Security for Scalable Registration, Authentication, and Authorization
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Security for Scalable Registration, Authentication, and Authorization, published by HL7 International - Security WG. This is not an authorized publication; it is the continuous build for version 1.0.0). This version is based on the current content of https://github.com/HL7/fhir-udap-security-ig/ and changes regularly. See the Directory of published versions

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Official URL: http://hl7.org/fhir/us/udap-security/ImplementationGuide/hl7.fhir.us.udap-security Version: 1.0.0
Active as of 2021-11-10 Computable Name: UDAPSecurity

This Security FHIR® IG has been established upon the recommendations of ONC’s FHIR at Scale Taskforce (FAST) Security Tiger Team, and has been adapted from IGs previously published by UDAP.org. The workflows defined in the Unified Data Access Profiles (UDAP™) have been used in several FHIR IGs, including the Carequality FHIR IG, Carin BB IG, DaVinci HREX IG, and others. The objective of this IG is to harmonize workflows for both consumer-facing and B2B applications to facilitate cross-organizational and cross-network interoperability.

Additional enhancements include a formal definition for a B2B Authorization Extension Object to facilitate these transactions.

About This Guide

This implementation guide describes how to extend OAuth 2.0 using UDAP workflows for both consumer-facing apps that implement the authorization code flow, and business-to-business (B2B) apps that implement the client credentials flow or authorization code flow. This guide covers automating the client application registration process and increasing security using asymmetric cryptographic keys bound to digital certificates to authenticate ecosystem participants. This guide also provides a grammar for communicating metadata critical to healthcare information exchange.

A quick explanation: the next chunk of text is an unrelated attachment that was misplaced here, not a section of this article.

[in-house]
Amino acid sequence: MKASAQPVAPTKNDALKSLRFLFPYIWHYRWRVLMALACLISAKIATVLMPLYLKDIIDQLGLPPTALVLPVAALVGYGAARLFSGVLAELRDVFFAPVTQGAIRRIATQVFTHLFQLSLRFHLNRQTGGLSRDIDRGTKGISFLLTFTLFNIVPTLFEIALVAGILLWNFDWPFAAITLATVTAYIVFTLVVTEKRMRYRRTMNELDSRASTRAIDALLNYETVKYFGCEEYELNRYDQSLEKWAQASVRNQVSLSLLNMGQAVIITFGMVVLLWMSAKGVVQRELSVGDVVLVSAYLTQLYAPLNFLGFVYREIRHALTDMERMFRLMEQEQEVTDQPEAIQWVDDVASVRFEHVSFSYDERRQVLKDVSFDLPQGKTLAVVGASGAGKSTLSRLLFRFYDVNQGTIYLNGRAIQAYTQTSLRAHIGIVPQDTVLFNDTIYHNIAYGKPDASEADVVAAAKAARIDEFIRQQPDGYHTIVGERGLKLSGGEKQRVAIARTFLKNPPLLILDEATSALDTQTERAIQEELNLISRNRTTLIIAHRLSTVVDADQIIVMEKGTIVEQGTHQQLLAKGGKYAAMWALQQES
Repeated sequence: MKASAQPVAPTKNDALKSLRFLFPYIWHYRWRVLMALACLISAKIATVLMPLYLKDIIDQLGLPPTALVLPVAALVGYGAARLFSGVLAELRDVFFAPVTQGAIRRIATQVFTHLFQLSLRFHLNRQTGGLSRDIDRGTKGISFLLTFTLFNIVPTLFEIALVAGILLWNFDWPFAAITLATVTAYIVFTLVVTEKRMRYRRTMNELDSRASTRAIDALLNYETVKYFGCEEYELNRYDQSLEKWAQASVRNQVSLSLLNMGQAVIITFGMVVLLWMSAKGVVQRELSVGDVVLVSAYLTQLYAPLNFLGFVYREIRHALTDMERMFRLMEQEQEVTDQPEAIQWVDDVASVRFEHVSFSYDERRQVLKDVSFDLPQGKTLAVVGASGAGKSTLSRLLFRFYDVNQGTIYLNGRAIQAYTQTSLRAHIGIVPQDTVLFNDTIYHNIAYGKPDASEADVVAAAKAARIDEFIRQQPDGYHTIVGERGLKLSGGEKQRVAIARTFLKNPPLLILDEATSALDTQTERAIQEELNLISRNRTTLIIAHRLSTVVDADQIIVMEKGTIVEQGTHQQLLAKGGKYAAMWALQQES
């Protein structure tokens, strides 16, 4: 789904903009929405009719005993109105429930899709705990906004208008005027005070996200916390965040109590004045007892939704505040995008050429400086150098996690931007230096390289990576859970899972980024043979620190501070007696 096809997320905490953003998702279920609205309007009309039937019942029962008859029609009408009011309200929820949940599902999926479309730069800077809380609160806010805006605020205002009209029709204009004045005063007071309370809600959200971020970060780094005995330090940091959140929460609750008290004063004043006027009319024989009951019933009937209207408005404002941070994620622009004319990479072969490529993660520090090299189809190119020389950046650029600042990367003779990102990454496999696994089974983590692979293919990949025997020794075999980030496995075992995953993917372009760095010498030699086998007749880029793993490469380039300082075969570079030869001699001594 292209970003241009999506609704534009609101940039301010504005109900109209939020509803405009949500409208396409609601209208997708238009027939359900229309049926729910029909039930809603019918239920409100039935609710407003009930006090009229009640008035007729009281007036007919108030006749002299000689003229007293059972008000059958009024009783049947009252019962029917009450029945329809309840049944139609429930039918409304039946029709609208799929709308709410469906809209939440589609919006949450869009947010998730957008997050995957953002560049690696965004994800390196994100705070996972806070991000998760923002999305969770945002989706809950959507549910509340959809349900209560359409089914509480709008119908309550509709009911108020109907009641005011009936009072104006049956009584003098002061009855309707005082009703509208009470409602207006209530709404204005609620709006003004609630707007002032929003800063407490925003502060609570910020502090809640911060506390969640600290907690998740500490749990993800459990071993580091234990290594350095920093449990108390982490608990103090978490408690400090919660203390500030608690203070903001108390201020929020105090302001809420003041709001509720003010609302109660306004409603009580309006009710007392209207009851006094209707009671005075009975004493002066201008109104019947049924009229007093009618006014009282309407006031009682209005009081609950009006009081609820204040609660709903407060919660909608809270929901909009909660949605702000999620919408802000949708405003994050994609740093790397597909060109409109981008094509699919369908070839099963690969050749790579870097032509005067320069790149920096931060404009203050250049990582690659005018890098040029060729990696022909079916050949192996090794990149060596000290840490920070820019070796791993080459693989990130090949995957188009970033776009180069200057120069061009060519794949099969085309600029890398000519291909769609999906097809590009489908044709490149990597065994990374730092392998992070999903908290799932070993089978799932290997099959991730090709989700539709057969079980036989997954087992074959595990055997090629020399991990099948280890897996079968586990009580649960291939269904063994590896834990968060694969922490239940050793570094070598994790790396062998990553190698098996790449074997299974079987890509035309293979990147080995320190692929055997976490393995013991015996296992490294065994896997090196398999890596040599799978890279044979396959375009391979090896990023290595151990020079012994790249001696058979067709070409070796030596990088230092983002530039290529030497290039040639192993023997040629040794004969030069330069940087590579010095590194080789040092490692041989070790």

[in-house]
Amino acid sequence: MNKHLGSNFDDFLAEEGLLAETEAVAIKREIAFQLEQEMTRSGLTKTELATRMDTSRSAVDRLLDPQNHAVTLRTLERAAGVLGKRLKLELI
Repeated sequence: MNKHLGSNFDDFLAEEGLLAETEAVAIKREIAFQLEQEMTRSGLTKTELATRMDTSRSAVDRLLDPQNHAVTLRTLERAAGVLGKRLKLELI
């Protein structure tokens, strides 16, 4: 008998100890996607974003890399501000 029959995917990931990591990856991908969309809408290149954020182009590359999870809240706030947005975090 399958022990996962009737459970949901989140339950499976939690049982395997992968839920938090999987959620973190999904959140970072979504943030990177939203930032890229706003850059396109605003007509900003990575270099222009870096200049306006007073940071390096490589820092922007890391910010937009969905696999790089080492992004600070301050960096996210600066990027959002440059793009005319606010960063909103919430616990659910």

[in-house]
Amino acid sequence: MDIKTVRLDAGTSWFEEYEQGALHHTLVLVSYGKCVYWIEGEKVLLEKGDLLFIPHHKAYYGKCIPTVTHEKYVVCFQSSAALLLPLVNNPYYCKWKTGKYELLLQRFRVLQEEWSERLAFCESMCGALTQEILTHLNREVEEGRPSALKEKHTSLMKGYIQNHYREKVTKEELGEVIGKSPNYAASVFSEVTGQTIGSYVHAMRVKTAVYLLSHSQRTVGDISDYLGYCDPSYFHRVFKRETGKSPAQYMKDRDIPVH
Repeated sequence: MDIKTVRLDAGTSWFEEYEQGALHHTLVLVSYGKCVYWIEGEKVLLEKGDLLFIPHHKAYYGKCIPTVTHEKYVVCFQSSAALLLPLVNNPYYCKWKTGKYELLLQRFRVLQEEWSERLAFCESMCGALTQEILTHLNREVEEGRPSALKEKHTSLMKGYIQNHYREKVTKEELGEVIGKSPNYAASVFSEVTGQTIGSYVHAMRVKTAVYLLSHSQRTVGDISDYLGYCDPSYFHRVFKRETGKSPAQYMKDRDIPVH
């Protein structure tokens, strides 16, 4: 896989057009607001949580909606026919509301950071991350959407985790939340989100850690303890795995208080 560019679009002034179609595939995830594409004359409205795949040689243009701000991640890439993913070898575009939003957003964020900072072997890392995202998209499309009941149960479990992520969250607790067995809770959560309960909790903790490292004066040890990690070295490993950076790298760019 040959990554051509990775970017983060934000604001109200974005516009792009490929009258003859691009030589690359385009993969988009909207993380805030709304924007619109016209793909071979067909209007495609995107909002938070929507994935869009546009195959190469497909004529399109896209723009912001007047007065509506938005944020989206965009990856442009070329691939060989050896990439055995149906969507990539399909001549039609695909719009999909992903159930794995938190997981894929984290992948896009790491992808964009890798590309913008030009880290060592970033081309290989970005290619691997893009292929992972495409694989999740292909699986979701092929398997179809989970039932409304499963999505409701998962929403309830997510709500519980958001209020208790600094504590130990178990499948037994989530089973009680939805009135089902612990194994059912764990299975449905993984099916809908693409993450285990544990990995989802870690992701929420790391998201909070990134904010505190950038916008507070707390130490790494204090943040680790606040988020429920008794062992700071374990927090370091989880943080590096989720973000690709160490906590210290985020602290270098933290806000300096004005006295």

The requirements described in this guide are intended to align with the proposed solutions of the ONC FHIR at Scale Taskforce’s Security Tiger Team, the security model and UDAP workflows outlined in the Carequality FHIR-Based Exchange IG, and implementation guides incorporating UDAP workflows published by the CARIN Alliance and the Da Vinci Project. This guide is also intended to be compatible and harmonious with client and server use of versions 1 or 2 of the HL7 SMART App Launch IG.

This Guide is divided into several pages which are listed at the top of each page in the menu bar.

  • Home: The home page provides the introduction and background for this project, and general requirements that apply to all workflows described in this guide.
  • Discovery: This page describes how clients can discover server support for the workflows described in this guide.
  • Registration: This page describes workflows for dynamic registration of client applications.
  • Consumer-Facing: This page provides detailed guidance for authorization and authentication of consumer-facing apps.
  • Business-to-Business: This page provides detailed guidance for authorization and authentication of B2B apps.
  • Tiered OAuth for User Authentication: This page provides detailed guidance for user authentication.